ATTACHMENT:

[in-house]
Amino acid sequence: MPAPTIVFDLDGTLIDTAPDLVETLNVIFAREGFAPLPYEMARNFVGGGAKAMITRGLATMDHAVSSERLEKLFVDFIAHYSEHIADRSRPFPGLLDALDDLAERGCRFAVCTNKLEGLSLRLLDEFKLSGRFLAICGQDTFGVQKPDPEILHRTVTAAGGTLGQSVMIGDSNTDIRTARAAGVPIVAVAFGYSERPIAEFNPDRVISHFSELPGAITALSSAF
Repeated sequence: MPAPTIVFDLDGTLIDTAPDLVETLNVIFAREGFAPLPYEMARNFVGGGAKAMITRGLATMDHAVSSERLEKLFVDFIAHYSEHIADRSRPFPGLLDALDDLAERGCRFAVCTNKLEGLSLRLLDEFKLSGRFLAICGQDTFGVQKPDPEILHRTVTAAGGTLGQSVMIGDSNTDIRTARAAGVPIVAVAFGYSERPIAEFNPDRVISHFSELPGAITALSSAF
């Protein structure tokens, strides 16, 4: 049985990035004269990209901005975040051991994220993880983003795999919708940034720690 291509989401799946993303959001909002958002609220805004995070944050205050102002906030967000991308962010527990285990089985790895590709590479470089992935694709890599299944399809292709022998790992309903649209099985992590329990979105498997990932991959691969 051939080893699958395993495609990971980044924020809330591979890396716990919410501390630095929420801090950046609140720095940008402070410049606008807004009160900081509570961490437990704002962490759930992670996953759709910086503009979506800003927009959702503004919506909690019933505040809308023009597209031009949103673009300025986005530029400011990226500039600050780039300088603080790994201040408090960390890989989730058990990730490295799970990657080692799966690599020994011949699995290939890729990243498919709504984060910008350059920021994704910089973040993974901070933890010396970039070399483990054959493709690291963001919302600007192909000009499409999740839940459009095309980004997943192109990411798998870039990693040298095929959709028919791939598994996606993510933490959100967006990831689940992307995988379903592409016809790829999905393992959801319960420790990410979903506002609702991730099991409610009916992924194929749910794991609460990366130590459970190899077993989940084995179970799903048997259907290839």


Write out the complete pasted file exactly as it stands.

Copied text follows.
[in-house]
Amino acid sequence: MPAPTIVFDLDGTLIDTAPDLVETLNVIFAREGFAPLPYEMARNFVGGGAKAMITRGLATMDHAVSSERLEKLFVDFIAHYSEHIADRSRPFPGLLDALDDLAERGCRFAVCTNKLEGLSLRLLDEFKLSGRFLAICGQDTFGVQKPDPEILHRTVTAAGGTLGQSVMIGDSNTDIRTARAAGVPIVAVAFGYSERPIAEFNPDRVISHFSELPGAITALSSAF
Repeated sequence: MPAPTIVFDLDGTLIDTAPDLVETLNVIFAREGFAPLPYEMARNFVGGGAKAMITRGLATMDHAVSSERLEKLFVDFIAHYSEHIADRSRPFPGLLDALDDLAERGCRFAVCTNKLEGLSLRLLDEFKLSGRFLAICGQDTFGVQKPDPEILHRTVTAAGGTLGQSVMIGDSNTDIRTARAAGVPIVAVAFGYSERPIAEFNPDRVISHFSELPGAITALSSAF
């Protein structure tokens, strides 16, 4: 049985990035004269990209901005975040051991994220993880983003795999919708940034720690 291509989401799946993303959001909002958002609220805004995070944050205050102002906030967000991308962010527990285990089985790895590709590479470089992935694709890599299944399809292709022998790992309903649209099985992590329990979105498997990932991959691969 051939080893699958395993495609990971980044924020809330591979890396716990919410501390630095929420801090950046609140720095940008402070410049606008807004009160900081509570961490437990704002962490759930992670996953759709910086503009979506800003927009959702503004919506909690019933505040809308023009597209031009949103673009300025986005530029400011990226500039600050780039300088603080790994201040408090960390890989989730058990990730490295799970990657080692799966690599020994011949699995290939890729990243498919709504984060910008350059920021994704910089973040993974901070933890010396970039070399483990054959493709690291963001919302600007192909000009499409999740839940459009095309980004997943192109990411798998870039990693040298095929959709028919791939598994996606993510933490959100967006990831689940992307995988379903592409016809790829999905393992959801319960420790990410979903506002609702991730099991409610009916992924194929749910794991609460990366130590459970190899077993989940084995179970799903048997259907290839």